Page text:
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==SECTION 9 SEDIMENT CONTROL PRACTICES==
==SECTION 9 SEDIMENT CONTROL PRACTICES==
Sediment Control Practices.
Permittees must establish sediment control BMPs on all downgradient perimeters of the site and downgradient areas of the site that drain to any surface water, including curb and gutter systems. Permittees must locate sediment control practices upgradient of any buffer zones. Permittees must install sediment control practices before any upgradient land-disturbing activities begin and must keep the sediment control practices in place until they establish permanent cover.
If downgradient sediment controls are overloaded, based on frequent failure or excessive maintenance requirement, permittees must install additional upgradient sediment control practices or redundant BMPs to eliminate the overloading and amend the SWPPP to identify these additional practices as required in item 6.3.
Temporary or permanent drainage ditches and sediment basins designed as part of a sediment containment system (e.g., ditches with rock-check dams) require sediment control practices only as appropriate for site conditions.
A floating silt curtain placed in the water is not a sediment control BMP to satisfy item 9.2 except when working on a shoreline or below the waterline. Immediately after the short term construction activity (e.g., installation of rip rap along the shoreline) in that area is complete, permittees must install an upland perimeter control practice if exposed soils still drain to a surface water.
Permittees must re-install all sediment control practices adjusted or removed to accommodate short-term activities such as clearing or grubbing, or passage of vehicles, immediately after the short-term activity is completed. Permittees must re-install sediment control practices before the next anticipated rain event even if the short-term activity is not complete.
Permittees must protect all storm drain inlets using appropriate BMPs during construction until they establish permanent cover on all areas with potential for discharging to the inlet.
Permittees may remove inlet protection for a particular inlet if a specific safety concern (e.g. street flooding/freezing) is identified by the permittees or the jurisdictional authority (e.g., city/county/township/Minnesota Department of Transportation engineer). Permittees must document the need for removal in the SWPPP.
Permittees must provide silt fence or other effective sediment controls at the base of stockpiles on the downgradient perimeter.
Permittees must locate stockpiles outside of natural buffers or surface waters, including stormwater conveyances such as curb and gutter systems unless there is a bypass in place for the stormwater.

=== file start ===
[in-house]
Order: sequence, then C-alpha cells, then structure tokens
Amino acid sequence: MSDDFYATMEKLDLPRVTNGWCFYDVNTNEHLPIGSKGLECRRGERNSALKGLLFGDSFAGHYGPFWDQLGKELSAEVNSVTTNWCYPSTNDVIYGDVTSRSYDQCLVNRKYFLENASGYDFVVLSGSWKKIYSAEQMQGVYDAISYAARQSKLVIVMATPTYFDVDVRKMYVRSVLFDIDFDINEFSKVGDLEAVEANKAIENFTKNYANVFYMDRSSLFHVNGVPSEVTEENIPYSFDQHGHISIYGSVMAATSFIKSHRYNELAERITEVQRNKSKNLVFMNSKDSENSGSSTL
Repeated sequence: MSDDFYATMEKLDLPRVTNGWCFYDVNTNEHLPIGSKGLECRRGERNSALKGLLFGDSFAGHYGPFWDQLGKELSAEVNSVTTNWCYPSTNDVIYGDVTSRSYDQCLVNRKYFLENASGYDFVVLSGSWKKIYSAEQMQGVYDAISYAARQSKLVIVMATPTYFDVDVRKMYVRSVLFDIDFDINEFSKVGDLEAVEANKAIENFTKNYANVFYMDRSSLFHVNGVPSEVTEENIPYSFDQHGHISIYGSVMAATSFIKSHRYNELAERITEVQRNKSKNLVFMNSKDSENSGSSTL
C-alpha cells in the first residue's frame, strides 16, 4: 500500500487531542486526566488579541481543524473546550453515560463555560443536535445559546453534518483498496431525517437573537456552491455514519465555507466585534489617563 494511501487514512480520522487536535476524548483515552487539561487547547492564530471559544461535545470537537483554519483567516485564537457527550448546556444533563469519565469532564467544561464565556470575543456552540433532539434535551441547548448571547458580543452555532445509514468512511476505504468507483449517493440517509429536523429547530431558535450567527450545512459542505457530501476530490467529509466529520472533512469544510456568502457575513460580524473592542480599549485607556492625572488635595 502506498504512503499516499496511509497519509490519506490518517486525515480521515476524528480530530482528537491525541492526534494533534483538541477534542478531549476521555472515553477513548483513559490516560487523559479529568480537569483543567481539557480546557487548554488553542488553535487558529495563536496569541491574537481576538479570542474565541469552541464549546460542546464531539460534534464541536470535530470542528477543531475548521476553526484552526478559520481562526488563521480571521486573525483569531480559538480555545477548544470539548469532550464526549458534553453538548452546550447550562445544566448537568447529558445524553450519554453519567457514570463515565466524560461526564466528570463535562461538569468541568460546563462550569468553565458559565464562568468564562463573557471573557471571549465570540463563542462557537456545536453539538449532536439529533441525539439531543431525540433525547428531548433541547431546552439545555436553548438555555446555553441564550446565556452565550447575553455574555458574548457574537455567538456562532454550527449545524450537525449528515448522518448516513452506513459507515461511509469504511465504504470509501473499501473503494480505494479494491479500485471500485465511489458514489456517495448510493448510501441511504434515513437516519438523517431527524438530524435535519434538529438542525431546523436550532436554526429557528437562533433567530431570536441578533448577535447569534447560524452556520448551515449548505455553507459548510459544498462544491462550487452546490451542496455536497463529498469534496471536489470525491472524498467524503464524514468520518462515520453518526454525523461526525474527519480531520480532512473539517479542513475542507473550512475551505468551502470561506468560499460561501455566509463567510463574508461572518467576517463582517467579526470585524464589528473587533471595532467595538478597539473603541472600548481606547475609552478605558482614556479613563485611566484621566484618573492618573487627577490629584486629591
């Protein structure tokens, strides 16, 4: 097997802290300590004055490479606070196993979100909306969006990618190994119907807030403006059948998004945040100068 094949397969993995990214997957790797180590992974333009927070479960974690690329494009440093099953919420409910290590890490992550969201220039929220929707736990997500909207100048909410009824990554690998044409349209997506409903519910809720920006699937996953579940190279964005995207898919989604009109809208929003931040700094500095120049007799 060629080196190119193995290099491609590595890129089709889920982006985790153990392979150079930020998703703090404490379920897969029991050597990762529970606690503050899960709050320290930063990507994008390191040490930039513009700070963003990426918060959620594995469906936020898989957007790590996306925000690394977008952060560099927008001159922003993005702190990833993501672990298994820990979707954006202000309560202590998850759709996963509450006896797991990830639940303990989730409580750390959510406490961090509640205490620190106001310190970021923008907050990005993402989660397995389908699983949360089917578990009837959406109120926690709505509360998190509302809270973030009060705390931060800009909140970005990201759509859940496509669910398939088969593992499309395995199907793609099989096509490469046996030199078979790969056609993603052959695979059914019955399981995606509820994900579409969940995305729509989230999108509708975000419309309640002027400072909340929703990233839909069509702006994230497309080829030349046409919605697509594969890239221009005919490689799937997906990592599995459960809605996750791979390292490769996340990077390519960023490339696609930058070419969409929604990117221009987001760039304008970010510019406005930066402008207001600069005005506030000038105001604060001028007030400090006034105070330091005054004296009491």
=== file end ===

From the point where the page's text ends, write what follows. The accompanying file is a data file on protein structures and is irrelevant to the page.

Permittees must install a vehicle tracking BMP to minimize the track out of sediment from the construction site or onto paved roads within the site.
Permittees must use street sweeping if vehicle tracking BMPs are not adequate to prevent sediment tracking onto the street.
Permittees must install temporary sediment basins as required in Section 14.
In any areas of the site where final vegetative stabilization will occur, permittees must restrict vehicle and equipment use to minimize soil compaction.
Permittees must preserve topsoil on the site, unless infeasible.
Permittees must direct discharges from BMPs to vegetated areas unless infeasible.
Permittees must preserve a 50 foot natural buffer or, if a buffer is infeasible on the site, provide redundant (double) perimeter sediment controls when a surface water is located within 50 feet of the project's land disturbances and stormwater flows to the surface water. Permittees must install perimeter sediment controls at least 5 feet apart unless limited by lack of available space. Natural buffers are not required adjacent to road ditches, judicial ditches, county ditches, stormwater conveyance channels, storm drain inlets, and sediment basins. If preserving the buffer is infeasible, permittees must document the reasons in the SWPPP. Sheet piling is a redundant perimeter control.
Permittees must use polymers, flocculants, or other sedimentation treatment chemicals in accordance with accepted engineering practices, dosing specifications and sediment removal design specifications provided by the manufacturer or supplier. The permittees must use conventional erosion and sediment controls prior to chemical addition and must direct treated stormwater to a sediment control system for filtration or settlement of the floc prior to discharge.